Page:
The Miseducation of Cameron Post - some thoughts
The Miseducation of Cameron Post was the perfect coming of age, tender and political film to close the Pink Screens Festival 2019. The winner of the Grand Jury Prize at the 2018 Sundance Film Festival is based on a novel by Emily Danforth and directed by Desiree Akhavan.
Chloë Grace Moretz stars as Cameron Post, a teenager in the early 90s in the US, who is found making out with her best friend Coley in the back seat of a car on prom night. Following this, her aunt sends her to God’s Promise, a Christian retreat for curing the homosexuality of young people. There, Cameron develops a friendship with Adam and Jane.
The retreat is led by Dr Lydia Marsh, a psychologist who guides the disciples through group and bilateral therapy sessions. The main rationale of the therapy is that homosexuality does not exist and that it is a just a sin.
Interestingly, Akhavan did not follow the mainstream approach of making the heterosexual adults consciously and purposely cruel in the film. What they were was just painfully unaware and misguided, yet confident of their beliefs and methods.
For example, Dr Marsh was strict and persistent but not cruel. She developed a program whereby the cure to homosexuality came from drawing an iceberg on which to list all the “reasons” for which the young homosexuals had SSA (Same Sex Attraction). Cameron’s commitment to sports was a reason Dr Marsh found an important one. Then Dr Marsh suggested that Cameron was not really attracted to Coley, but just got “mixed up” with “wanting to be Coley” because she admired her so much. She couldn’t even perceive that a kid could be born that way or even chose to be that way.
Rick, Dr Marsh’s brother, who co-ran the retreat broke down in tears and was unable to answer if he could confidently say whether he and his sister took good care of the kids at the retreat.
Cameron’s aunt seemed loving and tender and thought she was doing the best for Cameron. When Cameron called her in tears and asked her “If I were to tell you I am really unhappy here would you let me come home?”, she refused, not with cruelty, but with pain.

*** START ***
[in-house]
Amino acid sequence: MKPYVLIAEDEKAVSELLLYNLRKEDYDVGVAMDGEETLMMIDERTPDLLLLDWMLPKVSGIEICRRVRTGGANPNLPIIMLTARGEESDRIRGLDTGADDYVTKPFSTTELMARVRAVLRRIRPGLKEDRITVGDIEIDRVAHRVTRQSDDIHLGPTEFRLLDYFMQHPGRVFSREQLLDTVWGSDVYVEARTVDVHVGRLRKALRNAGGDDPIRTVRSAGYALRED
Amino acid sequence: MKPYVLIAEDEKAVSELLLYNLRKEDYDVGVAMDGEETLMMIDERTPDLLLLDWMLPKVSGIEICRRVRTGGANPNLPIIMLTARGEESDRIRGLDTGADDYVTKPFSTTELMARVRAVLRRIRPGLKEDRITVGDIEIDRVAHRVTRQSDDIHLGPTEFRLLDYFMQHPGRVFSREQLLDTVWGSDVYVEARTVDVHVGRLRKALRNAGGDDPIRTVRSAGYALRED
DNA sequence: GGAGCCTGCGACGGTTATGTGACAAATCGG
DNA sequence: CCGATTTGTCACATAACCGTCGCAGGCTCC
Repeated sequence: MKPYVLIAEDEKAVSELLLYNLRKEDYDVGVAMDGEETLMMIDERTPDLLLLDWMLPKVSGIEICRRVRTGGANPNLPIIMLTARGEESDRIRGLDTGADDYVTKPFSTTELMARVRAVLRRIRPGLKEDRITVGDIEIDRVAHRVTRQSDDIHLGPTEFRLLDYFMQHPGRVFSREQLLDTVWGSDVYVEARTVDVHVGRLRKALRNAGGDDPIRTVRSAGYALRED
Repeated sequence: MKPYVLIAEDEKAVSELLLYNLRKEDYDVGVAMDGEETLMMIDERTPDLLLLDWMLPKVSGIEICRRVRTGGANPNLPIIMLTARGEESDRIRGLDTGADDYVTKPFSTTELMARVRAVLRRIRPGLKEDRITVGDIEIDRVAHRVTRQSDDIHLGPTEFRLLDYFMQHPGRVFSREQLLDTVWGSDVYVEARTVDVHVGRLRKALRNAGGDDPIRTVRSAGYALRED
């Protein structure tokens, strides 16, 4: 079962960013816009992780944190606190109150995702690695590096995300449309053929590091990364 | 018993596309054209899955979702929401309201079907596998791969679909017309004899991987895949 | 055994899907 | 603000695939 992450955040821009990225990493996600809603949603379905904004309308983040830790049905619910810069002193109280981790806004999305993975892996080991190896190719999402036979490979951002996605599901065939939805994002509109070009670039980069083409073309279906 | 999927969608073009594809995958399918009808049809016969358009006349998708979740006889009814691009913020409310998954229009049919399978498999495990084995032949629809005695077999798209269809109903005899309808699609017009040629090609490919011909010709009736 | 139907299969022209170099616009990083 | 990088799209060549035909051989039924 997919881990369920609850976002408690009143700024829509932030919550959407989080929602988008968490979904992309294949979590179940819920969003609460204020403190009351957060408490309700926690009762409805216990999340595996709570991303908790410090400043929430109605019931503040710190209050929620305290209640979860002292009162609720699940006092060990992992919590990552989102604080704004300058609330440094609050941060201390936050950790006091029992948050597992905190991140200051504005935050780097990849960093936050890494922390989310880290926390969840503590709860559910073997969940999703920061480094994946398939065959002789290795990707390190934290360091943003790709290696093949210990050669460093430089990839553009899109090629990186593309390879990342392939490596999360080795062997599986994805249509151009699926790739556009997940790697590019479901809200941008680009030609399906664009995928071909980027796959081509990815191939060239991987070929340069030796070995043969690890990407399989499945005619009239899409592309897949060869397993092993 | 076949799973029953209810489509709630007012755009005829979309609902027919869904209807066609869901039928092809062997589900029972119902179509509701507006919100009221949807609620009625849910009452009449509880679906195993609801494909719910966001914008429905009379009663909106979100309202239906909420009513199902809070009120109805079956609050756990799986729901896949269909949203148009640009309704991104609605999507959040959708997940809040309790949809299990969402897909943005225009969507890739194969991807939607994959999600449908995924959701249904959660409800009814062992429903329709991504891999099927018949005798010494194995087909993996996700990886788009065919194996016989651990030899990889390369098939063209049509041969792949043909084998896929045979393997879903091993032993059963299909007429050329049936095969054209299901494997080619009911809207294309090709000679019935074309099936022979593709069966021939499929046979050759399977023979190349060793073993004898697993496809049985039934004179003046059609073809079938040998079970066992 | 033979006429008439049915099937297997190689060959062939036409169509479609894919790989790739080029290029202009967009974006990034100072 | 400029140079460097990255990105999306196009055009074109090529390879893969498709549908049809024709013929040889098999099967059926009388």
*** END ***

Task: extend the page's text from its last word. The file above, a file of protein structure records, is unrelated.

A disciple’s father denied him permission to return home because he was still too feminine, despite Dr Marsh believing he was ready.
Adam’s father had gone into politics and Adam’s “Two-spititness” had become a PR problem.
Yet despite this lack of direct cruelty, the film was difficult to watch. It was painful to watch the effects that being in the hands of these misguided, miseducated heterosexual adults had on the vulnerable, homosexual young people.
At the same time, the young people were quiet in the film, kept their head down, tried to get by.
Cameron did not seem to believe in what the retreat aimed at achieving. When someone asked her if the retreat was abusive, she replied “Nobody is beating us, but isn’t a program that teaches you everyday that you should hate yourself abusive?” Yet despite her strength and awareness, Dr Marsh’s methods led Cameron to moments of doubt. “What if this really is my only chance, and I’m blowing it?” she pleaded in a moment of crisis. “I’m tired of feeling disgusted with myself.”
Coley, who seemed wholly consensual and tender towards Cameron, convinced herself that Cameron seduced and took advantage of their friendship and that she was not “like that” herself.
Erin, Cameron’s roommate, who was convinced by the conversion therapy and tried her best, still found herself having sex with Cameron in the middle of one night and then hating herself for it.
One of the disciples resorted to self-harm and tried to cut off his genitals.
Yet, despite the film being a difficult watch, a sense of warmth also came out of it with the growing friendship of Cameron, Jane and Adam, the powerless outcasts who bonded through being victims of the powerful, misguided institutions (retreats, the church, family), as often happens in the gay community and our chosen families.
As a film set in the 90s, can it be understood as a period drama? Are these incidents of a past long gone? With conversion therapy still lawful in most of the US, as well as in many other parts of the world, one can wonder. Institutional power structures, adults dominating over the young, heterosexuals guiding homosexual behaviour, the bonding formed amongst the powerless remain pertinent issues today. Today’s fashionable high-waisted jeans only strengthen the proximity of the setting in contemporary society.
In the end, it wasn’t Cameron Post that was miseducated, but the “educators” themselves.